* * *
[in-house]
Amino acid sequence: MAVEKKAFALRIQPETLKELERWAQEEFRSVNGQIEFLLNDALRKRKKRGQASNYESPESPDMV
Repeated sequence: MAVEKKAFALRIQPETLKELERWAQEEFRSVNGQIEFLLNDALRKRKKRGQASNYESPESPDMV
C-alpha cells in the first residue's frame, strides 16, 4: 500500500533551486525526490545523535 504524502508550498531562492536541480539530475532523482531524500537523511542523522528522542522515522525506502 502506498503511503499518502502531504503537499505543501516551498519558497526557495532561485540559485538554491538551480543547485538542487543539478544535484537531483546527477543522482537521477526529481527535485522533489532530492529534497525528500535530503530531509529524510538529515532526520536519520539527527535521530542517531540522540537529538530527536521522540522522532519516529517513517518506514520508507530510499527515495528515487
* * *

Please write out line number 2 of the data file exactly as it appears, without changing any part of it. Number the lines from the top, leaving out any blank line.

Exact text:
Amino acid sequence: MAVEKKAFALRIQPETLKELERWAQEEFRSVNGQIEFLLNDALRKRKKRGQASNYESPESPDMV